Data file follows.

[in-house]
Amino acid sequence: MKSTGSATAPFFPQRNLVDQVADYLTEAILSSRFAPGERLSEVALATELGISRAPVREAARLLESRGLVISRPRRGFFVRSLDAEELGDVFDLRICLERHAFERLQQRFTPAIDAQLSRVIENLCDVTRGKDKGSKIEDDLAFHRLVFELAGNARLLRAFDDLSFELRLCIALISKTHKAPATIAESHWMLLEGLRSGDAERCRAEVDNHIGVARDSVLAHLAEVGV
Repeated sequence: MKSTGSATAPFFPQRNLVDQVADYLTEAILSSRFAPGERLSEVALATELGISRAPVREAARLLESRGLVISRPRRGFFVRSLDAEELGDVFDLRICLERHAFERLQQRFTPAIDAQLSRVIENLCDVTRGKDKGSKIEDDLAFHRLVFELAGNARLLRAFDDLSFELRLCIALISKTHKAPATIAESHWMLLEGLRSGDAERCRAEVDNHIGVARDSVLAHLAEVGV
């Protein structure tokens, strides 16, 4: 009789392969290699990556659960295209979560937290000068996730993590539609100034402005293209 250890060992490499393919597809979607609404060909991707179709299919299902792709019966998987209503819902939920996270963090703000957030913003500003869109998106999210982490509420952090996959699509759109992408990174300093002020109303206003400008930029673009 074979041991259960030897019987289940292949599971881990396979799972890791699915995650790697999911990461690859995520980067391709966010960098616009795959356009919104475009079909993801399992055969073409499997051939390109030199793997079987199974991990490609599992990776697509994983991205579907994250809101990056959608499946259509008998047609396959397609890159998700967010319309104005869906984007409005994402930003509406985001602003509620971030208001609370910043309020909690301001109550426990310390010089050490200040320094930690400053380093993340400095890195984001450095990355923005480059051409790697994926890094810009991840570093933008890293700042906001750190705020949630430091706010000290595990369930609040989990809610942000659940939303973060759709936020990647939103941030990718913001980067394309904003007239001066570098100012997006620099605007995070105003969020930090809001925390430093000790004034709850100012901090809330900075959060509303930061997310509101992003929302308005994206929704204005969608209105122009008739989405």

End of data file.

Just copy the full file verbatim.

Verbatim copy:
[in-house]
Amino acid sequence: MKSTGSATAPFFPQRNLVDQVADYLTEAILSSRFAPGERLSEVALATELGISRAPVREAARLLESRGLVISRPRRGFFVRSLDAEELGDVFDLRICLERHAFERLQQRFTPAIDAQLSRVIENLCDVTRGKDKGSKIEDDLAFHRLVFELAGNARLLRAFDDLSFELRLCIALISKTHKAPATIAESHWMLLEGLRSGDAERCRAEVDNHIGVARDSVLAHLAEVGV
Repeated sequence: MKSTGSATAPFFPQRNLVDQVADYLTEAILSSRFAPGERLSEVALATELGISRAPVREAARLLESRGLVISRPRRGFFVRSLDAEELGDVFDLRICLERHAFERLQQRFTPAIDAQLSRVIENLCDVTRGKDKGSKIEDDLAFHRLVFELAGNARLLRAFDDLSFELRLCIALISKTHKAPATIAESHWMLLEGLRSGDAERCRAEVDNHIGVARDSVLAHLAEVGV
């Protein structure tokens, strides 16, 4: 009789392969290699990556659960295209979560937290000068996730993590539609100034402005293209 250890060992490499393919597809979607609404060909991707179709299919299902792709019966998987209503819902939920996270963090703000957030913003500003869109998106999210982490509420952090996959699509759109992408990174300093002020109303206003400008930029673009 074979041991259960030897019987289940292949599971881990396979799972890791699915995650790697999911990461690859995520980067391709966010960098616009795959356009919104475009079909993801399992055969073409499997051939390109030199793997079987199974991990490609599992990776697509994983991205579907994250809101990056959608499946259509008998047609396959397609890159998700967010319309104005869906984007409005994402930003509406985001602003509620971030208001609370910043309020909690301001109550426990310390010089050490200040320094930690400053380093993340400095890195984001450095990355923005480059051409790697994926890094810009991840570093933008890293700042906001750190705020949630430091706010000290595990369930609040989990809610942000659940939303973060759709936020990647939103941030990718913001980067394309904003007239001066570098100012997006620099605007995070105003969020930090809001925390430093000790004034709850100012901090809330900075959060509303930061997310509101992003929302308005994206929704204005969608209105122009008739989405």